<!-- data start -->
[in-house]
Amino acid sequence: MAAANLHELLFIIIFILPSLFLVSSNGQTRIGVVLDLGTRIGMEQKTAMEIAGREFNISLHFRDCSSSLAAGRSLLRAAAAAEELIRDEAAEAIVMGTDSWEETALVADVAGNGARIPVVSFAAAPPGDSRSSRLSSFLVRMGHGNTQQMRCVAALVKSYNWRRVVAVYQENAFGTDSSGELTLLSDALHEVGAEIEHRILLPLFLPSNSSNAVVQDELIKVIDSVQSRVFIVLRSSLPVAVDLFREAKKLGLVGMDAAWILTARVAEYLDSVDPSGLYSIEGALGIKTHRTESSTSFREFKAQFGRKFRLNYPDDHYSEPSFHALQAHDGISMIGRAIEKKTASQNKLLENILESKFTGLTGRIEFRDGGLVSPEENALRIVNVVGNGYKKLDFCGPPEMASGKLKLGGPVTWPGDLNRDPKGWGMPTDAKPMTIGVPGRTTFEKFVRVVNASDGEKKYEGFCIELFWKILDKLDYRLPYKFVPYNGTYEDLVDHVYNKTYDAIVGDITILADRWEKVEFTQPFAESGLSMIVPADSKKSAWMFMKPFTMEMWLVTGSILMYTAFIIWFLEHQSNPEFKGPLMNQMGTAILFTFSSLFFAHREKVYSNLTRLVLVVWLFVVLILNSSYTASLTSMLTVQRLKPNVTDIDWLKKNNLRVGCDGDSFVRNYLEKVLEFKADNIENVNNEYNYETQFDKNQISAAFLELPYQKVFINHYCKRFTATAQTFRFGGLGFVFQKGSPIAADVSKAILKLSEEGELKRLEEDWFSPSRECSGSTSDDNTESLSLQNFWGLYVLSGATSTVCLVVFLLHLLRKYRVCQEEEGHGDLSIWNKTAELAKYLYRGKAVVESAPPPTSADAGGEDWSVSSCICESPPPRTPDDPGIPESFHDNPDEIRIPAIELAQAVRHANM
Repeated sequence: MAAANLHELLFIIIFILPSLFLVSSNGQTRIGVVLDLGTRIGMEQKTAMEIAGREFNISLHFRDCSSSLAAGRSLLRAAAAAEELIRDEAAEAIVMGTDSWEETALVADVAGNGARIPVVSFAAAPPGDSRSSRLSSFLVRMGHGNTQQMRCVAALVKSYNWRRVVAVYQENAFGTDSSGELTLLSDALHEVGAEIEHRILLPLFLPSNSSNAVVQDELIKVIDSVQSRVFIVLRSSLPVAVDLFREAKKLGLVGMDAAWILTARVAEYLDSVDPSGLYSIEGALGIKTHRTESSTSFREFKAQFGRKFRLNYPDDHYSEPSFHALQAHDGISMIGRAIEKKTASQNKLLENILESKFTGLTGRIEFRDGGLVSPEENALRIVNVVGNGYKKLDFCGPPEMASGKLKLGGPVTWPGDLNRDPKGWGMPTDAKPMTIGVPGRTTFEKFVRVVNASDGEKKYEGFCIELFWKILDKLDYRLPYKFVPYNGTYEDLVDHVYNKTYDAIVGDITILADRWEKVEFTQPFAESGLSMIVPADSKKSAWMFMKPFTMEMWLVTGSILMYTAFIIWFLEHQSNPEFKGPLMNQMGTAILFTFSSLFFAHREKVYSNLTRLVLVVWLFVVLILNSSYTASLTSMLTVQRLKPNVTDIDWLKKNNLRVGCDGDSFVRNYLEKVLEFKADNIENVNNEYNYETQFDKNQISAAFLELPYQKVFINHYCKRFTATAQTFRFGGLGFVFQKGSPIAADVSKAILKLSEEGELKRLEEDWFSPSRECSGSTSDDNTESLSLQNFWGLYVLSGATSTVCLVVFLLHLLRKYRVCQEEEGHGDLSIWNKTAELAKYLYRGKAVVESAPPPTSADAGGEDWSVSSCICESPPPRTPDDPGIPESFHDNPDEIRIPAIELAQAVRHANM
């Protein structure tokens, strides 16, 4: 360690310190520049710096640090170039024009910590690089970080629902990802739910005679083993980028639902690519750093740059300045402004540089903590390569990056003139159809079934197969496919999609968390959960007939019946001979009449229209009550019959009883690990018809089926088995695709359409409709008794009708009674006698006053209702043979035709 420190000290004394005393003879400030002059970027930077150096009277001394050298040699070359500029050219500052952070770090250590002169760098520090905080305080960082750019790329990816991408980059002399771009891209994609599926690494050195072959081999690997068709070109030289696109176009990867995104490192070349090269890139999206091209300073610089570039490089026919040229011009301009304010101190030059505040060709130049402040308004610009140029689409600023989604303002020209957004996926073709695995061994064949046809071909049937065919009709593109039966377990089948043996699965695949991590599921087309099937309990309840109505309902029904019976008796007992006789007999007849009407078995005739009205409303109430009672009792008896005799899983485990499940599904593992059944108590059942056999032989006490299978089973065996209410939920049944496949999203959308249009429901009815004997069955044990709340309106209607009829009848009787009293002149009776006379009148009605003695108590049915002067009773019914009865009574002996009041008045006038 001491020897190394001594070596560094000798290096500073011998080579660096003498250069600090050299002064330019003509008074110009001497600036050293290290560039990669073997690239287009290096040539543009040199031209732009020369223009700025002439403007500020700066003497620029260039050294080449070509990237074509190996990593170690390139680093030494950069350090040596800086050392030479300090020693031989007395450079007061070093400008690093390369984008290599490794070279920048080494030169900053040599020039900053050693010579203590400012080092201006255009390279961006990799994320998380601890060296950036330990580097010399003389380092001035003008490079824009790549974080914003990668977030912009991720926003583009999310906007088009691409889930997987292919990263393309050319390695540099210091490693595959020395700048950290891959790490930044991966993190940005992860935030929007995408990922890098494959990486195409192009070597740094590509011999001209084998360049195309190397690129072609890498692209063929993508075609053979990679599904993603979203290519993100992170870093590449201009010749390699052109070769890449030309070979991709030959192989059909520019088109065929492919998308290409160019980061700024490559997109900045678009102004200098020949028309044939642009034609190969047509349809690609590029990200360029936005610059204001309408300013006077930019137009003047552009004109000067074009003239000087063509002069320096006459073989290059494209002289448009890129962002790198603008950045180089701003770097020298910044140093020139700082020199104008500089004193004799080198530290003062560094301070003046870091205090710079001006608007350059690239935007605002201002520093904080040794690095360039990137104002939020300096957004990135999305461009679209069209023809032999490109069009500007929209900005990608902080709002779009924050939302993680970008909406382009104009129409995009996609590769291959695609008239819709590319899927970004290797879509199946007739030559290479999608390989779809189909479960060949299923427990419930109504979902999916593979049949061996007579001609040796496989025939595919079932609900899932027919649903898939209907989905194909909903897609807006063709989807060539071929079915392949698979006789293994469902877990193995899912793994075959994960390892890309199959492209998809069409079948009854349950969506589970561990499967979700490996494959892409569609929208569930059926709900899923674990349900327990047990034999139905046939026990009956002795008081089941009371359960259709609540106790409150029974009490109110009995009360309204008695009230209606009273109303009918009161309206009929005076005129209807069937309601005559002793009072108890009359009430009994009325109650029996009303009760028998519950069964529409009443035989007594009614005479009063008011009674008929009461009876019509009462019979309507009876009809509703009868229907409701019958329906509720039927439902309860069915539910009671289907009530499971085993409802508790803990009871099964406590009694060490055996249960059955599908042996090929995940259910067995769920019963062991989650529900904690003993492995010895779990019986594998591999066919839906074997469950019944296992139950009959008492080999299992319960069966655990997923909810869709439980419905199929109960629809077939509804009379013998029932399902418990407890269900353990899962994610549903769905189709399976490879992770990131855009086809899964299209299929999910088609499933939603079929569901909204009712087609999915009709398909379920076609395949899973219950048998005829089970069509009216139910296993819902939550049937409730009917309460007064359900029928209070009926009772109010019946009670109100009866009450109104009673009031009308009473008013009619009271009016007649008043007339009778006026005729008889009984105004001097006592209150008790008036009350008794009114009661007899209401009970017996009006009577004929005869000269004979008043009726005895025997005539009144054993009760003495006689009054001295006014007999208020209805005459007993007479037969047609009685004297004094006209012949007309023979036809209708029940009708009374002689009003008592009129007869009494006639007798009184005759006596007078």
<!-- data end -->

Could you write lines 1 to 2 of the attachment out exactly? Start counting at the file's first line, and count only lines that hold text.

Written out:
[in-house]
Amino acid sequence: MAAANLHELLFIIIFILPSLFLVSSNGQTRIGVVLDLGTRIGMEQKTAMEIAGREFNISLHFRDCSSSLAAGRSLLRAAAAAEELIRDEAAEAIVMGTDSWEETALVADVAGNGARIPVVSFAAAPPGDSRSSRLSSFLVRMGHGNTQQMRCVAALVKSYNWRRVVAVYQENAFGTDSSGELTLLSDALHEVGAEIEHRILLPLFLPSNSSNAVVQDELIKVIDSVQSRVFIVLRSSLPVAVDLFREAKKLGLVGMDAAWILTARVAEYLDSVDPSGLYSIEGALGIKTHRTESSTSFREFKAQFGRKFRLNYPDDHYSEPSFHALQAHDGISMIGRAIEKKTASQNKLLENILESKFTGLTGRIEFRDGGLVSPEENALRIVNVVGNGYKKLDFCGPPEMASGKLKLGGPVTWPGDLNRDPKGWGMPTDAKPMTIGVPGRTTFEKFVRVVNASDGEKKYEGFCIELFWKILDKLDYRLPYKFVPYNGTYEDLVDHVYNKTYDAIVGDITILADRWEKVEFTQPFAESGLSMIVPADSKKSAWMFMKPFTMEMWLVTGSILMYTAFIIWFLEHQSNPEFKGPLMNQMGTAILFTFSSLFFAHREKVYSNLTRLVLVVWLFVVLILNSSYTASLTSMLTVQRLKPNVTDIDWLKKNNLRVGCDGDSFVRNYLEKVLEFKADNIENVNNEYNYETQFDKNQISAAFLELPYQKVFINHYCKRFTATAQTFRFGGLGFVFQKGSPIAADVSKAILKLSEEGELKRLEEDWFSPSRECSGSTSDDNTESLSLQNFWGLYVLSGATSTVCLVVFLLHLLRKYRVCQEEEGHGDLSIWNKTAELAKYLYRGKAVVESAPPPTSADAGGEDWSVSSCICESPPPRTPDDPGIPESFHDNPDEIRIPAIELAQAVRHANM